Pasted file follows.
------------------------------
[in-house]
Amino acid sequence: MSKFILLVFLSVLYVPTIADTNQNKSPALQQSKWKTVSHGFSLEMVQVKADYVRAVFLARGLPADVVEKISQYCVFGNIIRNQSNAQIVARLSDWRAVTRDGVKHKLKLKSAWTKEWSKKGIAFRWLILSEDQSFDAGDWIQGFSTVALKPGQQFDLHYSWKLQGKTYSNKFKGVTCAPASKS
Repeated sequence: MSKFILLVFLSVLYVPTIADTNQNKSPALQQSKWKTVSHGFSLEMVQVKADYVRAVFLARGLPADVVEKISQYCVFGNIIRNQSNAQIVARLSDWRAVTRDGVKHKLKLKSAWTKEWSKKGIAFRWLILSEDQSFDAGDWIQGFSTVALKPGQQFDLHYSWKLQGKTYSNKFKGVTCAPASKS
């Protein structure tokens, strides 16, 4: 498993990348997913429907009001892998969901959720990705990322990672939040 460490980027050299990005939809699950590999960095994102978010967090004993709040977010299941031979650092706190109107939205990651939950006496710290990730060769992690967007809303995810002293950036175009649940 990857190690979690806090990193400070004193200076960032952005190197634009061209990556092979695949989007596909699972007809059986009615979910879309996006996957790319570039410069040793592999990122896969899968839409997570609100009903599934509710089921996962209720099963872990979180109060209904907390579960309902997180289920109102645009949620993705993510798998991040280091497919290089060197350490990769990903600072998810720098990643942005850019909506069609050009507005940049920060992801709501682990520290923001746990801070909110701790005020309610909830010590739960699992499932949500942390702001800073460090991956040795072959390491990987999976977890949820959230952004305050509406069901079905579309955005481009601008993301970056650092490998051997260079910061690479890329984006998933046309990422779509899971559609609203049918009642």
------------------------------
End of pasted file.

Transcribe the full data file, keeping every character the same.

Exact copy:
[in-house]
Amino acid sequence: MSKFILLVFLSVLYVPTIADTNQNKSPALQQSKWKTVSHGFSLEMVQVKADYVRAVFLARGLPADVVEKISQYCVFGNIIRNQSNAQIVARLSDWRAVTRDGVKHKLKLKSAWTKEWSKKGIAFRWLILSEDQSFDAGDWIQGFSTVALKPGQQFDLHYSWKLQGKTYSNKFKGVTCAPASKS
Repeated sequence: MSKFILLVFLSVLYVPTIADTNQNKSPALQQSKWKTVSHGFSLEMVQVKADYVRAVFLARGLPADVVEKISQYCVFGNIIRNQSNAQIVARLSDWRAVTRDGVKHKLKLKSAWTKEWSKKGIAFRWLILSEDQSFDAGDWIQGFSTVALKPGQQFDLHYSWKLQGKTYSNKFKGVTCAPASKS
């Protein structure tokens, strides 16, 4: 498993990348997913429907009001892998969901959720990705990322990672939040 460490980027050299990005939809699950590999960095994102978010967090004993709040977010299941031979650092706190109107939205990651939950006496710290990730060769992690967007809303995810002293950036175009649940 990857190690979690806090990193400070004193200076960032952005190197634009061209990556092979695949989007596909699972007809059986009615979910879309996006996957790319570039410069040793592999990122896969899968839409997570609100009903599934509710089921996962209720099963872990979180109060209904907390579960309902997180289920109102645009949620993705993510798998991040280091497919290089060197350490990769990903600072998810720098990643942005850019909506069609050009507005940049920060992801709501682990520290923001746990801070909110701790005020309610909830010590739960699992499932949500942390702001800073460090991956040795072959390491990987999976977890949820959230952004305050509406069901079905579309955005481009601008993301970056650092490998051997260079910061690479890329984006998933046309990422779509899971559609609203049918009642």